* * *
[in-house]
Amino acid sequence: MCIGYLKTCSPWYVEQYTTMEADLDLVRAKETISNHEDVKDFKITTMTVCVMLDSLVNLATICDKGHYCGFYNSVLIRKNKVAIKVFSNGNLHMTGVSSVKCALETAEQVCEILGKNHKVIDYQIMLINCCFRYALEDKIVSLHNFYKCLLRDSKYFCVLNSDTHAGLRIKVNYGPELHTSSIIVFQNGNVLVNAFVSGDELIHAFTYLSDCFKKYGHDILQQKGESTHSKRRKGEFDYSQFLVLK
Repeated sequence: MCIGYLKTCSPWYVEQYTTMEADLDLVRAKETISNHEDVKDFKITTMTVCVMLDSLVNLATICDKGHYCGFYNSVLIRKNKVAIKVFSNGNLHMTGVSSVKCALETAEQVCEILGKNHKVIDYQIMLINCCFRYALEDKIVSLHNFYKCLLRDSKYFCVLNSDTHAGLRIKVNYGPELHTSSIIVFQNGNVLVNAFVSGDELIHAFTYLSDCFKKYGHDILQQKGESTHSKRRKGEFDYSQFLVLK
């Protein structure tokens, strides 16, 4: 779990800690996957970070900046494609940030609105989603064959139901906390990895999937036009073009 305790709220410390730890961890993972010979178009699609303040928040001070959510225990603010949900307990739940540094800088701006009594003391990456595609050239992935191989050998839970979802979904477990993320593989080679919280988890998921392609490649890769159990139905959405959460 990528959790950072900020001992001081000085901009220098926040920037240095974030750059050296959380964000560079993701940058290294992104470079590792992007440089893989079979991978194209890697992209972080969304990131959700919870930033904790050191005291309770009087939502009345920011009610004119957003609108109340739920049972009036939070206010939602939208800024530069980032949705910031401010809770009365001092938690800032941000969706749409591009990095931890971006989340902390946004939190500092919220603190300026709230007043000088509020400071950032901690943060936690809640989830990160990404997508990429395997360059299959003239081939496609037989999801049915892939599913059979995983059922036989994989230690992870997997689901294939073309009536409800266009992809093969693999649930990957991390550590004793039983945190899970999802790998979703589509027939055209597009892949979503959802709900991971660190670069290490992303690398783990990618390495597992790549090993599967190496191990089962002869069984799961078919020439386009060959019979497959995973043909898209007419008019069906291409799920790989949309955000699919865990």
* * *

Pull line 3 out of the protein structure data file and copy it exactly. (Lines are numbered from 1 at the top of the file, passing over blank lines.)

Repeated sequence: MCIGYLKTCSPWYVEQYTTMEADLDLVRAKETISNHEDVKDFKITTMTVCVMLDSLVNLATICDKGHYCGFYNSVLIRKNKVAIKVFSNGNLHMTGVSSVKCALETAEQVCEILGKNHKVIDYQIMLINCCFRYALEDKIVSLHNFYKCLLRDSKYFCVLNSDTHAGLRIKVNYGPELHTSSIIVFQNGNVLVNAFVSGDELIHAFTYLSDCFKKYGHDILQQKGESTHSKRRKGEFDYSQFLVLK